Yesterday, on the eve of the publication of El Al Israel Airlines Ltd.'s (TASE: ELAL) third quarter results, David Maimon, the company's CEO for the past two and a half years, announced his resignation. In a letter to the company board of directors, headed by chairperson Eli Defes and vice-chairperson Tamar Borovitz, Maimon wrote, "I want to notify you of my decision to leave my position as CEO of El Al after four years in this challenging job.
"I have served in various positions in the company for over 12 years, during which I was privileged to be part of a special and unusual organization with enormous importance for Israel and the entire world…I want to thank you for enabling me to realize the vision and business plan I presented when I became CEO, which included buying new planes, expanding the network of routes, launching the Fly Card credit card, and expanding foreign aviation activity (including ground services), with an emphasis on streamlining…I will continue to lead the company with full gravity and effort until a new CEO is chosen and a process of overlap is completed."
The cost of Maimon's salary during his term was over NIS 11 million.
Sirkis and Eshel candidates to replace Maimon
Maimon's announcement did not surprise people in the aviation industry. He already hinted in an emotional speech following the landing of the first Dreamliner in Israel that he had reached a peak. Many had bet that he would announce his resignation in 2017 at an important juncture for the airline: on the one hand, new routes were launched and 16 Dreamliners were purchased, while on the other hand, El Al's share price plummeted 52% during the past year. Fuel prices are soaring, and Maimon faced one of El Al's biggest crises - a labor dispute with the pilots' committee, which disrupted many of the company's flights and caused last-minute flight cancelations and delays, for which the airline had to compensate its passengers.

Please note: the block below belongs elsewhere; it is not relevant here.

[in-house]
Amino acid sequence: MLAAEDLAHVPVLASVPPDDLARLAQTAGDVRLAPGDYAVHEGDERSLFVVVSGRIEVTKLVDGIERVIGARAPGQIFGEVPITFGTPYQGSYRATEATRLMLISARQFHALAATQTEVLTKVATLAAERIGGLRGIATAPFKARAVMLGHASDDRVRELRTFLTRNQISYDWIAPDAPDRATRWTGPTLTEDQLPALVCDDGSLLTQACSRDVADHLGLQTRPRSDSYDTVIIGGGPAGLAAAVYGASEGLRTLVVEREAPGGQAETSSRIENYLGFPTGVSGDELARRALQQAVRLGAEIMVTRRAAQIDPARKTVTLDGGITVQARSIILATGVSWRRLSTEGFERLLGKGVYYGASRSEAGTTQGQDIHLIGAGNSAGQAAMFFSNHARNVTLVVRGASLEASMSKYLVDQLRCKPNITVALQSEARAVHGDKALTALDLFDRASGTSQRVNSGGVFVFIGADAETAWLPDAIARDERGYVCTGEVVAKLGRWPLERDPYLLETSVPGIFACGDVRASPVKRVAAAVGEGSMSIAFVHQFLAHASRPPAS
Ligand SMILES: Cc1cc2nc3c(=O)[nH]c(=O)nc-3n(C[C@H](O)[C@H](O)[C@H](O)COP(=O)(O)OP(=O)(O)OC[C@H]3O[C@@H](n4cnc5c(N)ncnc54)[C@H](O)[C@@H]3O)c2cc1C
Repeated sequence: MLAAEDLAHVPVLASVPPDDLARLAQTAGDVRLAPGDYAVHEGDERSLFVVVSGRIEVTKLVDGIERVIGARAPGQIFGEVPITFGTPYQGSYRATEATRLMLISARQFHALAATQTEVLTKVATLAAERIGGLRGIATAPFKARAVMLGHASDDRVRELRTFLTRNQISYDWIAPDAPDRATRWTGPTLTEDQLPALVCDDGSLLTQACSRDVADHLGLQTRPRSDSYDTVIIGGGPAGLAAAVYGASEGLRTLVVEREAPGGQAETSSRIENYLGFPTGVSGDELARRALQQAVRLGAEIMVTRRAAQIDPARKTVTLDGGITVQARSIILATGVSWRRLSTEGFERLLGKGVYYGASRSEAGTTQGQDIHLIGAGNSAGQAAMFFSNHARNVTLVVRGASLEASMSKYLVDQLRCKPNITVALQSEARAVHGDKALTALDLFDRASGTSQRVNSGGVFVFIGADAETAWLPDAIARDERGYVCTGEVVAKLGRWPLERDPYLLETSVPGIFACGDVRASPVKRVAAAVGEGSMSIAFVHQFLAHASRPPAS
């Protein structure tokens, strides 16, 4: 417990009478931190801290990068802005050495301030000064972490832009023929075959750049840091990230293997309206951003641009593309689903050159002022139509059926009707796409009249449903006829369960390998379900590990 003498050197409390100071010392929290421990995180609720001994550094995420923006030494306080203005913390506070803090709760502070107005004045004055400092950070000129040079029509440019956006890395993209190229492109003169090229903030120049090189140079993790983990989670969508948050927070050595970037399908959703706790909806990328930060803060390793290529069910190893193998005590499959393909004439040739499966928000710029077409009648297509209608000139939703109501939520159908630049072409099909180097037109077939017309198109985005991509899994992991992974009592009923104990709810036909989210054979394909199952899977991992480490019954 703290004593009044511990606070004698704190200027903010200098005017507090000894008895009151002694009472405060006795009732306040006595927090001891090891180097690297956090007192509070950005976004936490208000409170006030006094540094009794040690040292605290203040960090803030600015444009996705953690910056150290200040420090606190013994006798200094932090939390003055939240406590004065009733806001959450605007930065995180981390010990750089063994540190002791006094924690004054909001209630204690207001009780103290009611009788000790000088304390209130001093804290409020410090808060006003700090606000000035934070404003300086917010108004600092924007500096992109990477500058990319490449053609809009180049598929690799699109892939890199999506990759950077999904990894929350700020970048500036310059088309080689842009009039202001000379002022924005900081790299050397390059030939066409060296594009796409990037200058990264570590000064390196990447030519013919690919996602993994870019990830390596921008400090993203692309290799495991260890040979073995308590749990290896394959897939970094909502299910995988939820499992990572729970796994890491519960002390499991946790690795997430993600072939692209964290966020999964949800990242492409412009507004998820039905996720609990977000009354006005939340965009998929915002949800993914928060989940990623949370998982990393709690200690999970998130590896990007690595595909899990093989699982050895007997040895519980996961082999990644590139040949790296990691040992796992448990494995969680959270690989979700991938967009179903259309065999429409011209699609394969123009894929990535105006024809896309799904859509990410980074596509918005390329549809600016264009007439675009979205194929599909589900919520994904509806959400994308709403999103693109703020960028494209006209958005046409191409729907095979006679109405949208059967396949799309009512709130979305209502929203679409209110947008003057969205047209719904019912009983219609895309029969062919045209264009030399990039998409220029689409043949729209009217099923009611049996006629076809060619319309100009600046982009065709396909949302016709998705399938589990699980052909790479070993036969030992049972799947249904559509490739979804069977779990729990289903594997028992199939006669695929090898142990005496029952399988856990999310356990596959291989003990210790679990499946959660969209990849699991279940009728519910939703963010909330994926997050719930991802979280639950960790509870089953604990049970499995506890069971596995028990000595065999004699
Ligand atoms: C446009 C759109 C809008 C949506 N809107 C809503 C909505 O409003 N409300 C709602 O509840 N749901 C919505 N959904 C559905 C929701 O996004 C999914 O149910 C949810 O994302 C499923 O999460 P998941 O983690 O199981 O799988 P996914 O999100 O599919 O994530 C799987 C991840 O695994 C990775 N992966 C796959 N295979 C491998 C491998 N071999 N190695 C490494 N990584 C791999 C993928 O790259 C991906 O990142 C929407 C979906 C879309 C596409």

There are also many open questions about the acquisition of Israir Airlines and Tourism Ltd. The deal is waiting for approval from the Antitrust Authority director general, and it has meanwhile been learned that the Israel Airports Authority opposes it. The opposition is due, at least officially, to concern about damage to competition in internal flights in Israel operated by Arkia Airlines Ltd. and Israir, especially to Eilat. The Airports Authority fears that El Al may decide to discontinue Israir's internal flights and use the airline's planes for international flights, giving Arkia a monopoly in the internal flights market.
It is also possible that the Airports Authority is concerned about a possible loss of over $100 million in annual fees from El Al. Airlines with a market share of over 30% get a 20% discount on their fees, and a merger with Israir is likely to push El Al's market share above 30%. Will Israir be managed in a different manner than Sun d'Or and UP, which operate as two brands within El Al (the passenger traffic figures for the two companies are not listed separately even in the Airport Authority's reports)? The vision in the Israir deal is to continue operating it as a separate entity, including its air fleet and pilots, who will fly planes only for Israir, and whose salary terms will not change.